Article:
Scar Revision

Many variables can affect the severity of scarring, including the size and depth of the wound, the blood supply to the area, the thickness and color of your skin and the direction of the scar. How much the appearance of a scar bothers you is, of course, a personal matter. Many scars that appear large and unattractive at first may become less noticeable with time. Some can be treated with steroids to relieve symptoms such as tenderness and itching.

KELOID SCARS

Keloids are thick, puckered, itchy clusters of scar tissue that grow beyond the edges of the wound or incision. They are often red or darker in color than the surrounding skin. Keloids occur when the body continues to produce the tough, fibrous protein known as collagen after a wound has healed.

Keloids can appear anywhere on the body, but they are most common over the breastbone, on the earlobes, and on the shoulders. They occur more often in dark-skinned people than in those who are fair. The tendency to develop keloids lessens with age.

Keloids are often treated by injecting a steroid medication directly into the scar tissue to reduce redness, itching and burning. In some cases, this will also shrink the scar.

If steroid treatment is inadequate, the scar tissue can be cut out and the wound closed with one or more layers of stitches. This is generally an outpatient procedure, performed under local anesthesia. You should be back at work in a day or two and the stitches will be removed in a few days. A skin graft is occasionally used, although the site from which the graft was taken may then develop a keloid.

HYPERTROPHIC SCARS

Hypertrophic scars are often confused with keloids, since both tend to be thick, red and raised. Hypertrophic scars, however, remain within the boundaries of the original incision or wound. If a conservative approach does not appear to be effective, hypertrophic scars can often be improved surgically. Dr. Fisher will remove excess scar tissue and may reposition the incision so that it heals in a less visible pattern. This surgery may be done under local or general anesthesia, depending on the scar’s location.

CONTRACTURES

Burns or other injuries resulting in the loss of a large area of skin may form a scar that pulls the edges of the skin together, a process called contraction. The resulting contracture may affect the adjacent muscles and tendons, restricting normal movement.

Correcting a contracture usually involves cutting out the scar and replacing it with a skin graft or a flap. In some cases a procedure known as Z-plasty may be used. New techniques, such as tissue expansion are playing an increasingly important role. If the contracture has existed for some time, you may need physical therapy after surgery to restore full function.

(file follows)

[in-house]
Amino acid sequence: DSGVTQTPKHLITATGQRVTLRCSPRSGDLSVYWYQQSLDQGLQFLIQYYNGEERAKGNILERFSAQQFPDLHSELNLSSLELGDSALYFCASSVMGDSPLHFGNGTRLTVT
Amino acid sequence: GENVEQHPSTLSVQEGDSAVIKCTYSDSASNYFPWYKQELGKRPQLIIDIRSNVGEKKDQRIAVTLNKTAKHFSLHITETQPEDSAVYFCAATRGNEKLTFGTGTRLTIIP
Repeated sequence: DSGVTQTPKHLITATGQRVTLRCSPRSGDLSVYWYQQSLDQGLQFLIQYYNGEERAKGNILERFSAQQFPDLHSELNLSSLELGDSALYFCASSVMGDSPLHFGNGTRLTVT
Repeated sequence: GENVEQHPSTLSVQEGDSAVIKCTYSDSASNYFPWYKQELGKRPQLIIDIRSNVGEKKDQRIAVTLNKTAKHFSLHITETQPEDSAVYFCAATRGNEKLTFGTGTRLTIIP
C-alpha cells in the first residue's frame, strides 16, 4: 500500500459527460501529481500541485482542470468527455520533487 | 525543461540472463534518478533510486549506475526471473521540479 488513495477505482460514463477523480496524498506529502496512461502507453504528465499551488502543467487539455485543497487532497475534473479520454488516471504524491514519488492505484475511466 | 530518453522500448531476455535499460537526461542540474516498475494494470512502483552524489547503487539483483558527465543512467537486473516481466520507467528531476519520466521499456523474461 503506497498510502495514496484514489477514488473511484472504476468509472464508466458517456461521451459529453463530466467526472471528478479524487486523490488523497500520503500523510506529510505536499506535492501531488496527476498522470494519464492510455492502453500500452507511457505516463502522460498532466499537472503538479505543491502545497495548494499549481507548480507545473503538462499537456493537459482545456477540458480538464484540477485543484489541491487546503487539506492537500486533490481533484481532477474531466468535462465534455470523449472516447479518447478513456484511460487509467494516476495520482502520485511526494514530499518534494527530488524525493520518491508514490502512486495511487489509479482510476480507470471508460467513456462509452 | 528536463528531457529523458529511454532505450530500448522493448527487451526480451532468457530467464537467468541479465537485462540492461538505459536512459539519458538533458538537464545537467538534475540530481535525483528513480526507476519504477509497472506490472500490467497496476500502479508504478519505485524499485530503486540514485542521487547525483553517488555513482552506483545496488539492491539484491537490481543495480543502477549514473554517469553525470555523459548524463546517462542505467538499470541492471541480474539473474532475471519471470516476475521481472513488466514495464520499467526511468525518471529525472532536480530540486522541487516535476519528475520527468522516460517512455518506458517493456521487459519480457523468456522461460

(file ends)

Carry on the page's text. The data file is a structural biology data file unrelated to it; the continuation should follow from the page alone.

FACIAL SCARS

Because of its location, a facial scar is frequently considered a cosmetic problem, whether or not it is hypertrophic. There are several ways to make a facial scar less noticeable. Often it is simply cut out and closed with tiny stitches, leaving a thinner, less noticeable scar.

If the scar lies across the natural skin creases, or “lines of relaxation”, Dr. Fisher may be able to reposition it to run parallel to these lines, where it will be less conspicuous.

Some facial scars can be softened using a technique called dermabrasion. Dermabrasion leaves a smoother surface to the skin, but it will not completely erase the scar.

Z-PLASTY

Z-plasty is a surgical technique used to reposition a scar so that it more closely conforms to the natural lines and creases of the skin, where it will be less noticeable. It can also relieve the tension caused by contracture. In this procedure, the old scar is removed and new incisions are made on each side, creating small triangular flaps of skin. These flaps are then rearranged to cover the wound at a different angle, giving the scar a “Z” pattern. The wound is closed with fine stitches, which are removed a few days later. Z-plasty is usually performed as an outpatient procedure under local anesthesia.

SKIN GRAFTING AND FLAP SURGERY

Skin grafts and flaps are more serious than other forms of scar surgery. Grafting involves the transfer of skin from a healthy part of the body (the donor site) to cover the injured area. The graft is said to “take” when new blood vessels and scar tissue form in the injured area. While most grafts from a person’s own skin are successful, sometimes the graft does not take. In addition, all grafts leave some scarring at the donor and recipient sites.

Skin grafting and flap surgery can greatly improve the function of a scarred area. The cosmetic results may be less satisfactory since the transferred skin may not precisely match the color and texture of the surrounding skin. In general, flap surgery produces better cosmetic results than skin grafts.